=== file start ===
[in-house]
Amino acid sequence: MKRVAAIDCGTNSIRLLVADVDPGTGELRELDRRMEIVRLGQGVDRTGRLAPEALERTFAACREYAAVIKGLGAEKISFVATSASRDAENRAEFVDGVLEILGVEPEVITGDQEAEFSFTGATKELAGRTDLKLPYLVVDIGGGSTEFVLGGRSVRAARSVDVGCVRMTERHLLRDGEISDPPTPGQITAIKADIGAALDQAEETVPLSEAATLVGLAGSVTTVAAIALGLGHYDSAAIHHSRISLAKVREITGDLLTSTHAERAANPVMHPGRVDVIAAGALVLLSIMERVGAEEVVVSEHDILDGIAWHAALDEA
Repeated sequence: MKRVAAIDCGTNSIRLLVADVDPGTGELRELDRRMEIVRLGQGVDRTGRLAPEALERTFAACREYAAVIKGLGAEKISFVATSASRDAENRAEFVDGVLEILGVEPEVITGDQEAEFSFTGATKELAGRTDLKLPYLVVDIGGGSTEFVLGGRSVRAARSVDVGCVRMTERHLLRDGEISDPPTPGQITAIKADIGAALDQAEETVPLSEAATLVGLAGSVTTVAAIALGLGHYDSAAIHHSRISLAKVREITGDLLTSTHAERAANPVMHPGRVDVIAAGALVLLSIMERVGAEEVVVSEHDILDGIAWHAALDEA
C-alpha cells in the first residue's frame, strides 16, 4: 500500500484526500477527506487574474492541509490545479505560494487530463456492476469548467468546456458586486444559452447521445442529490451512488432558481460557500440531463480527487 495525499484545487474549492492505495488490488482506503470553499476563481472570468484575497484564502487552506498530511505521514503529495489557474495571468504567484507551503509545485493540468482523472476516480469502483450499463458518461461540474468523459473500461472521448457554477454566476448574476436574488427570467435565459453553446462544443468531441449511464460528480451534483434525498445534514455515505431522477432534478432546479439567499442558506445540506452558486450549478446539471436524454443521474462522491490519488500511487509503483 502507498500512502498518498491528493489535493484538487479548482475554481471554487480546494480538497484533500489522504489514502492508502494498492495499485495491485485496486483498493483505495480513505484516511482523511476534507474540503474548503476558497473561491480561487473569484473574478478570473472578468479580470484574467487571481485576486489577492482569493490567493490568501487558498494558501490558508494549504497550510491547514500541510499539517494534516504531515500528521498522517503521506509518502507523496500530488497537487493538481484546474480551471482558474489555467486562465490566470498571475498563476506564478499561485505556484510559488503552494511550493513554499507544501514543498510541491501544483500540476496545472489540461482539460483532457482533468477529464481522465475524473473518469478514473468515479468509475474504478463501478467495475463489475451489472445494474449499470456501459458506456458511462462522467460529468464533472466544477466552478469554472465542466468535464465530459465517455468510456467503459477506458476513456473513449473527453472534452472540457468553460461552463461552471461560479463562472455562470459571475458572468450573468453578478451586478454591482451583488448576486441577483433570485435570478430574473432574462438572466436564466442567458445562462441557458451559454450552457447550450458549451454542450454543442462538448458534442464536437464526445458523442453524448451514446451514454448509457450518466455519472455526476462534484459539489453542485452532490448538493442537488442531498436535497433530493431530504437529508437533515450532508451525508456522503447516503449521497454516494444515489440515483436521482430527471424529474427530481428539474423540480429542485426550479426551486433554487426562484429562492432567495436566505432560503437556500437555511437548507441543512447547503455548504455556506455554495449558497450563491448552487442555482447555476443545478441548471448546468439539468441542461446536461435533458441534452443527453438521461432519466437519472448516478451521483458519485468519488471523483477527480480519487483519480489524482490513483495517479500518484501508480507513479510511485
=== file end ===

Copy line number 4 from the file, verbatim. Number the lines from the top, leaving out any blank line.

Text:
C-alpha cells in the first residue's frame, strides 16, 4: 500500500484526500477527506487574474492541509490545479505560494487530463456492476469548467468546456458586486444559452447521445442529490451512488432558481460557500440531463480527487 495525499484545487474549492492505495488490488482506503470553499476563481472570468484575497484564502487552506498530511505521514503529495489557474495571468504567484507551503509545485493540468482523472476516480469502483450499463458518461461540474468523459473500461472521448457554477454566476448574476436574488427570467435565459453553446462544443468531441449511464460528480451534483434525498445534514455515505431522477432534478432546479439567499442558506445540506452558486450549478446539471436524454443521474462522491490519488500511487509503483 502507498500512502498518498491528493489535493484538487479548482475554481471554487480546494480538497484533500489522504489514502492508502494498492495499485495491485485496486483498493483505495480513505484516511482523511476534507474540503474548503476558497473561491480561487473569484473574478478570473472578468479580470484574467487571481485576486489577492482569493490567493490568501487558498494558501490558508494549504497550510491547514500541510499539517494534516504531515500528521498522517503521506509518502507523496500530488497537487493538481484546474480551471482558474489555467486562465490566470498571475498563476506564478499561485505556484510559488503552494511550493513554499507544501514543498510541491501544483500540476496545472489540461482539460483532457482533468477529464481522465475524473473518469478514473468515479468509475474504478463501478467495475463489475451489472445494474449499470456501459458506456458511462462522467460529468464533472466544477466552478469554472465542466468535464465530459465517455468510456467503459477506458476513456473513449473527453472534452472540457468553460461552463461552471461560479463562472455562470459571475458572468450573468453578478451586478454591482451583488448576486441577483433570485435570478430574473432574462438572466436564466442567458445562462441557458451559454450552457447550450458549451454542450454543442462538448458534442464536437464526445458523442453524448451514446451514454448509457450518466455519472455526476462534484459539489453542485452532490448538493442537488442531498436535497433530493431530504437529508437533515450532508451525508456522503447516503449521497454516494444515489440515483436521482430527471424529474427530481428539474423540480429542485426550479426551486433554487426562484429562492432567495436566505432560503437556500437555511437548507441543512447547503455548504455556506455554495449558497450563491448552487442555482447555476443545478441548471448546468439539468441542461446536461435533458441534452443527453438521461432519466437519472448516478451521483458519485468519488471523483477527480480519487483519480489524482490513483495517479500518484501508480507513479510511485